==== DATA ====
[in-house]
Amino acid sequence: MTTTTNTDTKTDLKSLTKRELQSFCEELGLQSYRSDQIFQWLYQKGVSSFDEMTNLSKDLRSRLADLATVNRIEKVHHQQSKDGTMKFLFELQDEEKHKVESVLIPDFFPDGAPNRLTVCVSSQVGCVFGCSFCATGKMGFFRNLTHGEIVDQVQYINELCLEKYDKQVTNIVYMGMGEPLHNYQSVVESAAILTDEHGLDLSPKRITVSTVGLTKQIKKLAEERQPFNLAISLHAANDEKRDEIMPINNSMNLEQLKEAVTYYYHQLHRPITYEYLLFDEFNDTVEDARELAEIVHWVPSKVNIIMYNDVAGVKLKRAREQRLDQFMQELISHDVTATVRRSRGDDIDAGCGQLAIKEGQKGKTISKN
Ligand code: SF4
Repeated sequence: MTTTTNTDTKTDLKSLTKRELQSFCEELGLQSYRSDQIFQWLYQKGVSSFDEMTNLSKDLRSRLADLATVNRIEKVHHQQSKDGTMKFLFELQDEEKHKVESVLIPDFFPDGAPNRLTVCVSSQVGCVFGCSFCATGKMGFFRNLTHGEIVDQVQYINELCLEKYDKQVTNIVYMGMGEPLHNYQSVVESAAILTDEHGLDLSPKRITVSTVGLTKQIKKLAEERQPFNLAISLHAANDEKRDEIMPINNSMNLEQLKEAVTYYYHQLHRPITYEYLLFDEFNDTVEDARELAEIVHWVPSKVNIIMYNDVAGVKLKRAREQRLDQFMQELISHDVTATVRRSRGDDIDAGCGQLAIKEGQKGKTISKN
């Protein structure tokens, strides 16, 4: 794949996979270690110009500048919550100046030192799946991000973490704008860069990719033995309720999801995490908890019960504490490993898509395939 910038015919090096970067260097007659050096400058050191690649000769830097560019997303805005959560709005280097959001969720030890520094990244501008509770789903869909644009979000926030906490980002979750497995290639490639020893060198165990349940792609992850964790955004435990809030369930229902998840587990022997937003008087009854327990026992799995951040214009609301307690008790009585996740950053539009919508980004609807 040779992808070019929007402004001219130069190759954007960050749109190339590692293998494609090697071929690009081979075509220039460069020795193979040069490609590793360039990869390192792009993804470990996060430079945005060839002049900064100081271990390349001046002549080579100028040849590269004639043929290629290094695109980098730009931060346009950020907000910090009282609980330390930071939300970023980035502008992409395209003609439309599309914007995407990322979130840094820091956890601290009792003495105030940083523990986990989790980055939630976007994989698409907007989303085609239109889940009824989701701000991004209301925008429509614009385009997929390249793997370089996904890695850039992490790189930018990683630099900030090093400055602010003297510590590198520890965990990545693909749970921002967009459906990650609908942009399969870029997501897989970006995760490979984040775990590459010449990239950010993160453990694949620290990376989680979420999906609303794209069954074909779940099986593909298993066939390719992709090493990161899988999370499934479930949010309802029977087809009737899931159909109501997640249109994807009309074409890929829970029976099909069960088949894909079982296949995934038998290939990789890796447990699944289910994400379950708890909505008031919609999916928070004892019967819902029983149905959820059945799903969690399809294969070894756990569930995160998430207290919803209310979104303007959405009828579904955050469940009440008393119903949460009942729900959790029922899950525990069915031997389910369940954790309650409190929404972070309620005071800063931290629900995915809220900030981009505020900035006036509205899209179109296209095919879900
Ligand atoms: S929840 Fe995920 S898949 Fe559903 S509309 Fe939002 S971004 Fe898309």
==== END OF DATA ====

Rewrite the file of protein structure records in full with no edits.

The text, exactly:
[in-house]
Amino acid sequence: MTTTTNTDTKTDLKSLTKRELQSFCEELGLQSYRSDQIFQWLYQKGVSSFDEMTNLSKDLRSRLADLATVNRIEKVHHQQSKDGTMKFLFELQDEEKHKVESVLIPDFFPDGAPNRLTVCVSSQVGCVFGCSFCATGKMGFFRNLTHGEIVDQVQYINELCLEKYDKQVTNIVYMGMGEPLHNYQSVVESAAILTDEHGLDLSPKRITVSTVGLTKQIKKLAEERQPFNLAISLHAANDEKRDEIMPINNSMNLEQLKEAVTYYYHQLHRPITYEYLLFDEFNDTVEDARELAEIVHWVPSKVNIIMYNDVAGVKLKRAREQRLDQFMQELISHDVTATVRRSRGDDIDAGCGQLAIKEGQKGKTISKN
Ligand code: SF4
Repeated sequence: MTTTTNTDTKTDLKSLTKRELQSFCEELGLQSYRSDQIFQWLYQKGVSSFDEMTNLSKDLRSRLADLATVNRIEKVHHQQSKDGTMKFLFELQDEEKHKVESVLIPDFFPDGAPNRLTVCVSSQVGCVFGCSFCATGKMGFFRNLTHGEIVDQVQYINELCLEKYDKQVTNIVYMGMGEPLHNYQSVVESAAILTDEHGLDLSPKRITVSTVGLTKQIKKLAEERQPFNLAISLHAANDEKRDEIMPINNSMNLEQLKEAVTYYYHQLHRPITYEYLLFDEFNDTVEDARELAEIVHWVPSKVNIIMYNDVAGVKLKRAREQRLDQFMQELISHDVTATVRRSRGDDIDAGCGQLAIKEGQKGKTISKN
């Protein structure tokens, strides 16, 4: 794949996979270690110009500048919550100046030192799946991000973490704008860069990719033995309720999801995490908890019960504490490993898509395939 910038015919090096970067260097007659050096400058050191690649000769830097560019997303805005959560709005280097959001969720030890520094990244501008509770789903869909644009979000926030906490980002979750497995290639490639020893060198165990349940792609992850964790955004435990809030369930229902998840587990022997937003008087009854327990026992799995951040214009609301307690008790009585996740950053539009919508980004609807 040779992808070019929007402004001219130069190759954007960050749109190339590692293998494609090697071929690009081979075509220039460069020795193979040069490609590793360039990869390192792009993804470990996060430079945005060839002049900064100081271990390349001046002549080579100028040849590269004639043929290629290094695109980098730009931060346009950020907000910090009282609980330390930071939300970023980035502008992409395209003609439309599309914007995407990322979130840094820091956890601290009792003495105030940083523990986990989790980055939630976007994989698409907007989303085609239109889940009824989701701000991004209301925008429509614009385009997929390249793997370089996904890695850039992490790189930018990683630099900030090093400055602010003297510590590198520890965990990545693909749970921002967009459906990650609908942009399969870029997501897989970006995760490979984040775990590459010449990239950010993160453990694949620290990376989680979420999906609303794209069954074909779940099986593909298993066939390719992709090493990161899988999370499934479930949010309802029977087809009737899931159909109501997640249109994807009309074409890929829970029976099909069960088949894909079982296949995934038998290939990789890796447990699944289910994400379950708890909505008031919609999916928070004892019967819902029983149905959820059945799903969690399809294969070894756990569930995160998430207290919803209310979104303007959405009828579904955050469940009440008393119903949460009942729900959790029922899950525990069915031997389910369940954790309650409190929404972070309620005071800063931290629900995915809220900030981009505020900035006036509205899209179109296209095919879900
Ligand atoms: S929840 Fe995920 S898949 Fe559903 S509309 Fe939002 S971004 Fe898309």